What we all know now is that President Bush and Governor Romney both helped design, fund and pass Romneycare in Massachusetts. We also now know, as a result of the first presidential debate, that a President Romney is likely to preserve, not repeal, as much of Romneycare/Obamacare as he can, while reducing federal spending on health insurance coverage expansion, Medicare, and Medicaid in order to close the budget deficit. State governments and the health care industry will have to pick up the costs incurred by the uninsured. This is exactly the problem the industry sought to avoid when it cut the deal they did with President Obama in 2009. Romney has asked for nothing but trouble and, if elected, he and we are going to get it.
OBAMACARE ENABLES MARKET-BASED SOLUTIONS TO COST, QUALITY AND AFFORDABILITY
The problem is that no one in his little circle in D.C. has bothered to inform President Obama. I thought he got it from the start; apparently not. Last week he used the Independent Payment Advisory Board in Obamacare to defend his reform. I sat in a meeting of Minnesota county administrators and almost threw up. “He’s playing into their hands” I screamed at the TV. It is government-run health care he wants! Maybe Bachmann and Palin are right about his love for death panels as well!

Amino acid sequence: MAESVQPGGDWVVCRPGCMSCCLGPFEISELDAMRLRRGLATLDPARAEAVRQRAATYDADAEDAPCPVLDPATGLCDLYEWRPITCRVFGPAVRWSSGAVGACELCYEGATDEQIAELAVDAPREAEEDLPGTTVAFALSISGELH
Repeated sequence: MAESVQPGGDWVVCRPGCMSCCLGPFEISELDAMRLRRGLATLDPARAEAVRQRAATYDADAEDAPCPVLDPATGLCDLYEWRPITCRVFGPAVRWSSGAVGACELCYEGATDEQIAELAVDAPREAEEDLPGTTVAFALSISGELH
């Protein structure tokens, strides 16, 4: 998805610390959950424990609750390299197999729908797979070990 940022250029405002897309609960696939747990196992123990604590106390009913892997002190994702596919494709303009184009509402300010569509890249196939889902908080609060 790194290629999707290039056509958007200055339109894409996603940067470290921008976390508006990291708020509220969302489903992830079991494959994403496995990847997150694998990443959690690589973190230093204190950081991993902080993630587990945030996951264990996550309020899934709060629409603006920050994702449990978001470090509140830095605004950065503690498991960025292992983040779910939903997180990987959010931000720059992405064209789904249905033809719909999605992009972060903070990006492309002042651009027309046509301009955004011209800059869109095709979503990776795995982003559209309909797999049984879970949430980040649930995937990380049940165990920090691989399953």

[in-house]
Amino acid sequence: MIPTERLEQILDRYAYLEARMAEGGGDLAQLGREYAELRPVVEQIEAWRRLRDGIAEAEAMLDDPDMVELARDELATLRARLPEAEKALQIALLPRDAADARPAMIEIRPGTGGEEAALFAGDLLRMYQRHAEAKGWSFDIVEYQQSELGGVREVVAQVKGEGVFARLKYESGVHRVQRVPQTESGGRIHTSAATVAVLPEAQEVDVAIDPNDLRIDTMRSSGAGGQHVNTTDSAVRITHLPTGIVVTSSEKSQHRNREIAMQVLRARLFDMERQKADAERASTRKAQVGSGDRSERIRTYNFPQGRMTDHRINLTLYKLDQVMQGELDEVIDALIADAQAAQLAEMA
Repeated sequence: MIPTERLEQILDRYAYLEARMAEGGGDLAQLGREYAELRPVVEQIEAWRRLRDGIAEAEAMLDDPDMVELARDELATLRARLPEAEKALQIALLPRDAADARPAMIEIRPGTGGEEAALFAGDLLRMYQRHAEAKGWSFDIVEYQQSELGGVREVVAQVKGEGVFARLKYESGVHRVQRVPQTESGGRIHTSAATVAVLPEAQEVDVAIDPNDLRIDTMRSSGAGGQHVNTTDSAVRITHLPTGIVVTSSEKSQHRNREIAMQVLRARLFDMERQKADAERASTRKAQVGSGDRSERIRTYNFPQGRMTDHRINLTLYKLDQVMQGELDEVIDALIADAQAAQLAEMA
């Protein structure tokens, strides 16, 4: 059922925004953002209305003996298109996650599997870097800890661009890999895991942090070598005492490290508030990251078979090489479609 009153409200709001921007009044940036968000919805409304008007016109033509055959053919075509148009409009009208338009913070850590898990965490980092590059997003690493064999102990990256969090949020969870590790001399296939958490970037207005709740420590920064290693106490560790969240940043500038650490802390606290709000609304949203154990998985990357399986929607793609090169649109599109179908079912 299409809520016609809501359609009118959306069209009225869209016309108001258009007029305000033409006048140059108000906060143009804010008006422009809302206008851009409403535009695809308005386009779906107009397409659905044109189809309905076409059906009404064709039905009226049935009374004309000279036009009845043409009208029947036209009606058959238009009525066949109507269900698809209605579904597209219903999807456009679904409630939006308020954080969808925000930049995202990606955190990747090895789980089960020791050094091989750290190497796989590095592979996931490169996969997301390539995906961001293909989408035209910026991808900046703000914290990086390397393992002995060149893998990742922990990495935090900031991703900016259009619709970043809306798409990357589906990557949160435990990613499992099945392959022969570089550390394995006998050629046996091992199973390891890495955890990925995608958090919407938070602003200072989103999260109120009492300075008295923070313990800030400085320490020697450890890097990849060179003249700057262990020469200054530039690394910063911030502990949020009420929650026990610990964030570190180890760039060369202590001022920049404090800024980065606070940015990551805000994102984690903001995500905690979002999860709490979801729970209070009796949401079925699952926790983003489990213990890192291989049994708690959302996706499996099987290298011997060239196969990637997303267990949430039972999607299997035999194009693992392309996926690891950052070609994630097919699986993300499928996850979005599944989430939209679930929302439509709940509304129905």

Health care markets have been trying to reform themselves for decades. In some parts of the country it’s for-profits doing the change work. In others, like ours, it’s nonprofits working to align payment policy with value-based results. In 1985, Congress launched a bipartisan Medicare privatization experiment using private insurers called HMOs and it worked to reduce costs and improve quality where it was tried. Medicare used “vouchers” to provide “premium support” for private plans. This is not an evil Republican scheme to undermine the elderly.